Human clinical trials are conducted on volunteers to gauge a medical, surgical, or behavioural reaction to a new treatment. These trials are crucial to ensure researchers understand the efficacy of a new drug, diet or medical device and ensure it is safe and effective for human use.
In traditional trials, testing and monitoring has exclusively occurred in person at a designated physical location, known as a research site. This process involves investigators and research staff conducting questionnaires and recording physical notes, which are later transcribed and analysed. This process therefore requires participants to travel to the site to take part, which involves making an appointment, travel arrangements, and taking time off work.
Due to the COVID-19 pandemic, most sponsors saw a significant shift to a ‘decentralized clinical trials’ (DCTs) format. This is a more patient-centric approach, where technology and digitised processes are utilised to gather data, meaning participants are not required to be physically present on-site for the entirety of the trial. By adopting this method, factors such as travel and time off are no longer an issue. Eliminating or reducing these barriers to participation, will hopefully lead to more equal representation within trials.
At the beginning of 2021 my colleague Elisabeth discussed this topic in an article. After speaking with industry experts helping lead the rollout of decentralised trials, she noted the opportunity for increased representation of minority communities in the test groups as a result of a decentralised approach. Studies have shown that participation in clinical trials for new drugs is noticeably skewed towards a Caucasian majority, in some cases up to 90% white. By removing the geographical barriers and time constraints required for traditional clinical trials, a wider audience can be reached for trial recruitment. The result? A noticeable increase in enrolment for lesser represented minorities.
Thanks to COVID (never thought we’d be saying that), there has been an industry-defining move to this remote method of research and analytics. The shift to the decentralized approach was originally a necessity in order to maintain the safety and availability of crucial medical functions, now all major CROs have begun adapting the method in some way, in some cases discovering brand new innovation and learnings as a result.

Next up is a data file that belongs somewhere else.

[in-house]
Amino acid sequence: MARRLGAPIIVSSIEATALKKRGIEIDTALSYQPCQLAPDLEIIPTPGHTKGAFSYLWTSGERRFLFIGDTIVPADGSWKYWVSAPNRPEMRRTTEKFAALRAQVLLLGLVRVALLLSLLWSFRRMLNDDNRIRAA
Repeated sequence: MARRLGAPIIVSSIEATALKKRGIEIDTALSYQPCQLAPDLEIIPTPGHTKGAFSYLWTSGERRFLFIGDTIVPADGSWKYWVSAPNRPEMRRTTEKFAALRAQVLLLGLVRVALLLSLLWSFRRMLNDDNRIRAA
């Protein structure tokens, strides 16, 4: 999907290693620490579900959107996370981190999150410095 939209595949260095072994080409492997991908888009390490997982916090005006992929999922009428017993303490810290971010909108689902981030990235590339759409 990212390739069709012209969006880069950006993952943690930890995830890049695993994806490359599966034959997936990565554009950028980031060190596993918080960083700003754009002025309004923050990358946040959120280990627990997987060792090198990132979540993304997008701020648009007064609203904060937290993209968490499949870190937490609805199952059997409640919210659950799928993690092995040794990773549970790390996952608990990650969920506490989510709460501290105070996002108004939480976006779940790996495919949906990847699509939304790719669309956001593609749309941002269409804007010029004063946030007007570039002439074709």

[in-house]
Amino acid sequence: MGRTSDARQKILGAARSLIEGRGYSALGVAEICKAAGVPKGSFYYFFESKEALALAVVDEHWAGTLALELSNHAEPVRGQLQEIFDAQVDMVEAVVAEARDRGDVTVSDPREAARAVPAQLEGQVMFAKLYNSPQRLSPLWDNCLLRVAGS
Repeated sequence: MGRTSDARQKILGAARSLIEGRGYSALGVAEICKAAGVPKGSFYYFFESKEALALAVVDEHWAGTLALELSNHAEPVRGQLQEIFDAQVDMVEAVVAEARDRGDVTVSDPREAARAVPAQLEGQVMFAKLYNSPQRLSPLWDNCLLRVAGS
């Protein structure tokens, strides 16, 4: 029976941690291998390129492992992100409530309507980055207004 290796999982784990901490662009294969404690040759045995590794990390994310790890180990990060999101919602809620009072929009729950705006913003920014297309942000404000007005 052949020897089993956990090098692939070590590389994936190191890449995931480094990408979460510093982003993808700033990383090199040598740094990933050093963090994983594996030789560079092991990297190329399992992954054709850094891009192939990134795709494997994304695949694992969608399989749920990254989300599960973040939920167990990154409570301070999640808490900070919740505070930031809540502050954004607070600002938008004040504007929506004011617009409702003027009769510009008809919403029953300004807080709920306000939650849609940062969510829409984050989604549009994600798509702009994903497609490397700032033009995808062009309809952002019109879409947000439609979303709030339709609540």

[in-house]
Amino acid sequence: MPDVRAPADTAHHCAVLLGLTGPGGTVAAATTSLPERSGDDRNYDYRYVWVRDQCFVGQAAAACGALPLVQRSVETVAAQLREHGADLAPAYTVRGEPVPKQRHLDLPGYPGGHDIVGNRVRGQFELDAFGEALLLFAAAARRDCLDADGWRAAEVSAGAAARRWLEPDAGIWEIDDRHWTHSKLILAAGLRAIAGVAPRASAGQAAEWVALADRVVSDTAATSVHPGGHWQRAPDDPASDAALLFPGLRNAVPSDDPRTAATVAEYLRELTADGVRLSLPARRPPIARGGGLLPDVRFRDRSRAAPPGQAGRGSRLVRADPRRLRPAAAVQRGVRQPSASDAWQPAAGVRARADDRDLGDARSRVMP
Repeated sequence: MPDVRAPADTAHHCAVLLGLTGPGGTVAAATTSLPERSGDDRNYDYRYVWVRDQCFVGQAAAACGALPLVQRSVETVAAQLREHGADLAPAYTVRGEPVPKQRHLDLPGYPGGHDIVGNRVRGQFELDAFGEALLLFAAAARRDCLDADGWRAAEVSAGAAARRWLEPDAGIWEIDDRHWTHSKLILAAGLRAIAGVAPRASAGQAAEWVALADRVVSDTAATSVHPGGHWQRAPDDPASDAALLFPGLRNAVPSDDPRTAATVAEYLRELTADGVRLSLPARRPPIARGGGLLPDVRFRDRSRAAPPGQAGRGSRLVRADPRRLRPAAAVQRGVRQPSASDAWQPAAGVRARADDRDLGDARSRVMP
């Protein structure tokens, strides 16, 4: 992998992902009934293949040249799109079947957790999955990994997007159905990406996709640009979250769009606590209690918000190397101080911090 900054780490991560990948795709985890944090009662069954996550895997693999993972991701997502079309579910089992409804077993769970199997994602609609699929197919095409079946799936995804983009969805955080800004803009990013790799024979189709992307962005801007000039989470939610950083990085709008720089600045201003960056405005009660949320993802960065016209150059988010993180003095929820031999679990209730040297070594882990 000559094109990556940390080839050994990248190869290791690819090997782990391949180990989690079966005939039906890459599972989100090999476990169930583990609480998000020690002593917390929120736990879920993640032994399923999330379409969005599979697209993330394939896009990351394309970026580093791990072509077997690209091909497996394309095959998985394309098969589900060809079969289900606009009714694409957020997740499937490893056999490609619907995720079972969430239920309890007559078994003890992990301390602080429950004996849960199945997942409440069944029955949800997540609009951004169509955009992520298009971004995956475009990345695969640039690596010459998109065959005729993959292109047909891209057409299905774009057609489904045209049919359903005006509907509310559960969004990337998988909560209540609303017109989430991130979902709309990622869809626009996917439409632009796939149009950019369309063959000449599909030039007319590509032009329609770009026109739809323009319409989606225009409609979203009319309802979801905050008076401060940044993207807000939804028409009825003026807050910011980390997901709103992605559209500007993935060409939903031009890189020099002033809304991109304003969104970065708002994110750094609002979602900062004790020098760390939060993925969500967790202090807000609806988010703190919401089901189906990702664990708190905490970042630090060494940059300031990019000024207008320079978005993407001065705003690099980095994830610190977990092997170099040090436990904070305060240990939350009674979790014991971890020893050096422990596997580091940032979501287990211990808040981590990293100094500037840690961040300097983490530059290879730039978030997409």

Leo Pharma wants to reduce clinical trial costs and time by 25%. The medical dermatology company announced a partnership with Veeva Systems at the end of 2021, to aid their shift to digital trials. The company plans to improve patient experience, increase diversity within the trial group and increase accuracy of clinical data, through a decentralised clinical trials system.
IQVIA announced that its “DCTs are here to stay”. Highlighting how its decentralized trials deliver purpose-built clinical services and technologies that engage the right patients wherever they are. Through a mix of hybrid and fully virtual solutions, the company has had success with more than 90 DCTs across more than 40 countries and 30 indications. Results have shown a more adaptable, approachable experience which are less burdensome for patients with diverse socio-economic backgrounds, racial and cultural identities, and specific healthcare needs.
Worldwide Clinical Trials (WCT) are another influential CRO recognising decentralized trials as a more impactful way for patients to take part in drug research. Its recent partnership with trial tech firm Science 37 will see WCT use their clinical trial Operating System to accelerate recruitment, boost retention rates and enhance participant diversity.